¶ 10 Julius Boyd, at his discovery deposition, testified consistently with Bhatti regarding his snow removal responsibilities and procedures. He further testified that on the day of the incident, he observed plaintiff pull into the gas station as he was starting to sprinkle salt on the lot. Plaintiff asked Boyd if he could go on the lot to look at a couple cars, and Boyd told him no, that the dealership was not open yet, and that if he went "out there, [he was] going [at his] own risk." Boyd then went inside the gas station to retrieve a bag of salt, and when he returned, he observed plaintiff sitting between two posts which separated the car lot from the gas station. Boyd later observed an ambulance arrive and transport plaintiff from the lot. He continued his snow removal duties and finished sometime around 9:30 a.m. After the other employees arrived around 10 a.m., they brushed the snow off the cars in the lot.
¶ 11 Boyd believed that it had snowed about an inch the night before plaintiff's fall. He could not remember the last time he had removed snow from the lot, because there had not been any snow in a while. Boyd further testified that he never piled snow in the area between the posts.
When he or the other employees brushed off the cars, they would sometimes brush the snow towards the front of the cars by the posts, but they would shovel it away, and would not leave it in that location.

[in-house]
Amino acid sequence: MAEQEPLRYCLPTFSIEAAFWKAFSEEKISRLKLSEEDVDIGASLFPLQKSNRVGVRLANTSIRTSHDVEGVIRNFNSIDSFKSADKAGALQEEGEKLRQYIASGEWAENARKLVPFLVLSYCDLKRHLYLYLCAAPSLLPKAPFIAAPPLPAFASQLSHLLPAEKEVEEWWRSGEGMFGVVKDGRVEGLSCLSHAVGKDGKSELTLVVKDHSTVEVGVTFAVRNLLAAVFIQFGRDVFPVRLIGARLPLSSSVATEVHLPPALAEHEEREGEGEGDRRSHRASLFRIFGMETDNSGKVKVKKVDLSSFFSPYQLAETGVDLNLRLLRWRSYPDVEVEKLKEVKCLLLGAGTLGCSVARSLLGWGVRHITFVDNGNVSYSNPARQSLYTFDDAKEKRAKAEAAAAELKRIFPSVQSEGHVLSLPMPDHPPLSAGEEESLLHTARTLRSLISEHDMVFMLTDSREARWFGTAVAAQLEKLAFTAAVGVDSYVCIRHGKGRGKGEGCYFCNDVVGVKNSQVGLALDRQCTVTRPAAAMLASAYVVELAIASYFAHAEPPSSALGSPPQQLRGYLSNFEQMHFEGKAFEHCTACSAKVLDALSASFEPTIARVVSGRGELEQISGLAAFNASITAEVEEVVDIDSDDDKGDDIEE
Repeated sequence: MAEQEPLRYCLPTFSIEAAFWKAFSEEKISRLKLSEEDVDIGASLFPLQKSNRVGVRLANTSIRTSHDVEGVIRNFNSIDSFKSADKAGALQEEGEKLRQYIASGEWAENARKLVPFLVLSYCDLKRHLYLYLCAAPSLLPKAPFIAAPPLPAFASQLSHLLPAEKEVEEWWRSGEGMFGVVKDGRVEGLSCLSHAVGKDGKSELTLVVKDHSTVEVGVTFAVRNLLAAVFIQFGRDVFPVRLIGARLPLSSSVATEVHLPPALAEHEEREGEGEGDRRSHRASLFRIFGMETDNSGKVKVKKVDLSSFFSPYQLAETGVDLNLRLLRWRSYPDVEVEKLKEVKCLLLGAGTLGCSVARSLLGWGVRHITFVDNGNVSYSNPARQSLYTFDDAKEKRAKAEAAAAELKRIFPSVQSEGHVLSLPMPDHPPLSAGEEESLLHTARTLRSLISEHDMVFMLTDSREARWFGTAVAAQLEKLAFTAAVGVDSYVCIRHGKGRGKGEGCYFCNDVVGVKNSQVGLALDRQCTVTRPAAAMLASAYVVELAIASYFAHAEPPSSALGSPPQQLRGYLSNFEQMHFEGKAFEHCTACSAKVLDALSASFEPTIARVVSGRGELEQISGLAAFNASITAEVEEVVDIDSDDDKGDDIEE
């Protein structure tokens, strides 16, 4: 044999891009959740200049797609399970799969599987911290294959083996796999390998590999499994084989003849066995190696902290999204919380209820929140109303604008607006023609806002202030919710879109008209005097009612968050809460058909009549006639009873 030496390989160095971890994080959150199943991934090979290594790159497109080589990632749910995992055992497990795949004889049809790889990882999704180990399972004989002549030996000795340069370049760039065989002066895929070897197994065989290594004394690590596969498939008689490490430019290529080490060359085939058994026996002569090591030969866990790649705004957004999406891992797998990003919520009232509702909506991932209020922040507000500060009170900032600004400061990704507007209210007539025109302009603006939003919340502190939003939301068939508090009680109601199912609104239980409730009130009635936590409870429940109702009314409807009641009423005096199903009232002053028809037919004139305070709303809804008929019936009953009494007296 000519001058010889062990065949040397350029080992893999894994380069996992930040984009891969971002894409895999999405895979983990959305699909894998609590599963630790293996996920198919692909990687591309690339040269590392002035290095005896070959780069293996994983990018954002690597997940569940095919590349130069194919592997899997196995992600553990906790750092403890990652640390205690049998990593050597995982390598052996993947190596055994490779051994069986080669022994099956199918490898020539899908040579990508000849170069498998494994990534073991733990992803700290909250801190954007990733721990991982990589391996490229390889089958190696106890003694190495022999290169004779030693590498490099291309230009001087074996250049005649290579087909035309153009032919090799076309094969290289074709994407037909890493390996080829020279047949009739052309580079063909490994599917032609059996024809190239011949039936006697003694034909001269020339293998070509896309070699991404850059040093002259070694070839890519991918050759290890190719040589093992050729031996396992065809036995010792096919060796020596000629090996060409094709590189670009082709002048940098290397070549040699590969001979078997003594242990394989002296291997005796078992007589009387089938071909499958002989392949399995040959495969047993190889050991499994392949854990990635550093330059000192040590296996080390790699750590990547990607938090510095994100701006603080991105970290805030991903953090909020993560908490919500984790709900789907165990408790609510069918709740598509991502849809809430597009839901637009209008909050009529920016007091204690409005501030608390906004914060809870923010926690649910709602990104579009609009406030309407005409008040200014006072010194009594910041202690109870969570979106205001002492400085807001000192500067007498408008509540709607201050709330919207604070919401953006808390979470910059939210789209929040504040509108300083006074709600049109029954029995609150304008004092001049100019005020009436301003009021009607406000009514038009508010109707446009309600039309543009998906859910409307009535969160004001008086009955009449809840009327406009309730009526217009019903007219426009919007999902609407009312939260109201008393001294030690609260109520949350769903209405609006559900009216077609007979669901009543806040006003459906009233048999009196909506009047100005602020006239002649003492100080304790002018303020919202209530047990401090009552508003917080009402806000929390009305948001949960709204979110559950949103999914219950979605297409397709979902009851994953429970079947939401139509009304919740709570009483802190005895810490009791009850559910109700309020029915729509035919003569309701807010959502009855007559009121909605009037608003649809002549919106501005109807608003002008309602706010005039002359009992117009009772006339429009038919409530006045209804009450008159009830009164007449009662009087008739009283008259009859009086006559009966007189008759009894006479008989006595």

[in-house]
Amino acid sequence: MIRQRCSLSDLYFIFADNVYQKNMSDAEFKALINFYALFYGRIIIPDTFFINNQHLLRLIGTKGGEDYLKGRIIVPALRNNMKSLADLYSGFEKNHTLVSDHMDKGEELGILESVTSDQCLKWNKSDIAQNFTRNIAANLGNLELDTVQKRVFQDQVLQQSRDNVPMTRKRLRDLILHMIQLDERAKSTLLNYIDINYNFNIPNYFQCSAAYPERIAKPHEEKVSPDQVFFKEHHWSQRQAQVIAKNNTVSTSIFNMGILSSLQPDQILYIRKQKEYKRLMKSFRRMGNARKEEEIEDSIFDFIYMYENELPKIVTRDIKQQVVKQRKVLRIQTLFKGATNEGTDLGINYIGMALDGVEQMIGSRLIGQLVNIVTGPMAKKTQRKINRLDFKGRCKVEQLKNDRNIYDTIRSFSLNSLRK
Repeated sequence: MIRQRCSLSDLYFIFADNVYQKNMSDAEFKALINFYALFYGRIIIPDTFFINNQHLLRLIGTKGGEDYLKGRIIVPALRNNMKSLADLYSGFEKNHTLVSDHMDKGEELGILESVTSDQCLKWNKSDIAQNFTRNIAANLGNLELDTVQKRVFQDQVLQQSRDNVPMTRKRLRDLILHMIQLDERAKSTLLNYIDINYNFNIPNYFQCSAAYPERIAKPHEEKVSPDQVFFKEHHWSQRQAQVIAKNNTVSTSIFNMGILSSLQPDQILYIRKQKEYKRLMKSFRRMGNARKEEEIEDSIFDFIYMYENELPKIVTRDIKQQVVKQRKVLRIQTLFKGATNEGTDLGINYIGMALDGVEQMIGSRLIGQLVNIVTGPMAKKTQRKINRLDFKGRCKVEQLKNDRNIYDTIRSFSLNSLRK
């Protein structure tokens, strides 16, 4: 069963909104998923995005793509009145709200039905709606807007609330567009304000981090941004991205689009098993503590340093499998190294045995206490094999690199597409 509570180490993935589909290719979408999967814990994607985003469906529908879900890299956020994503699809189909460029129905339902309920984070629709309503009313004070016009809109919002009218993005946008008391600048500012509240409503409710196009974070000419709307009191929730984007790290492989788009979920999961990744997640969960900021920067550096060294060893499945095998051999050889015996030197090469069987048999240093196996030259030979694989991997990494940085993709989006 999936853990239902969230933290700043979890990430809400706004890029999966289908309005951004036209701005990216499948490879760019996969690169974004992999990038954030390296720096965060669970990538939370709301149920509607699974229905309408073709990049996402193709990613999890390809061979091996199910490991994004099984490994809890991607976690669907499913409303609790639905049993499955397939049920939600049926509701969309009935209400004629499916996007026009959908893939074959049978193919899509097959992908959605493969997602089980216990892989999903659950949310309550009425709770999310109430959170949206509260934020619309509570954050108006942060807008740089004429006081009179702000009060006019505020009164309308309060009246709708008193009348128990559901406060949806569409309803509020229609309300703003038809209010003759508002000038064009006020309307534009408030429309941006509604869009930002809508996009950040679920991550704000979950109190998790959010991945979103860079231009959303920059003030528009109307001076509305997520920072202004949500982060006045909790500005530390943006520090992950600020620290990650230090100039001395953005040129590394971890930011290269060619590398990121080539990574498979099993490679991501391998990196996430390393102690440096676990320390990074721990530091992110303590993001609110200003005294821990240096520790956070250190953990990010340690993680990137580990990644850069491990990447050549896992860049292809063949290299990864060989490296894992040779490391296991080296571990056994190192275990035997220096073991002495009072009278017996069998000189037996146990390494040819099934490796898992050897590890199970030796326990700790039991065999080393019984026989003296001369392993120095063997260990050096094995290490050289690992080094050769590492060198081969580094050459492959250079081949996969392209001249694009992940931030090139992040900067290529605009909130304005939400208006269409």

¶ 12 Defendants filed a motion for summary judgment contending that plaintiff was a trespasser and that there was no evidence showing that they had willfully or wantonly injured him. They alternatively argued that even if plaintiff was not a trespasser, he had failed to provide any facts to show that the patch of ice on which he fell was an unnatural accumulation. Plaintiff submitted a weather report, and the four deposition transcripts, with his motion for summary judgment. The weather report indicated that the temperature in the area fluctuated between 21 and 33 degrees Fahrenheit from February 22, to February 24, 2010, and that 0.34 inches of snow fell on February 24, 2010. A trace amount of snow fell on the previous day, and 0.14 inches fell on February 22. The trial court granted summary judgment in defendants' favor, and denied plaintiff's motion to reconsider.
¶ 13 In this appeal, plaintiff argues that the trial court erred in granting summary judgment because there is a genuine issue of material fact as to whether the accumulation of ice on which he slipped was an unnatural accumulation caused by defendants' snow removal activities. He specifically contends that a "reasonable inference" from the record is that defendants caused the accumulation by brushing snow off the cars, pushing snow to the location where he fell, and spreading salt in the lot which allowed the snow to melt and refreeze.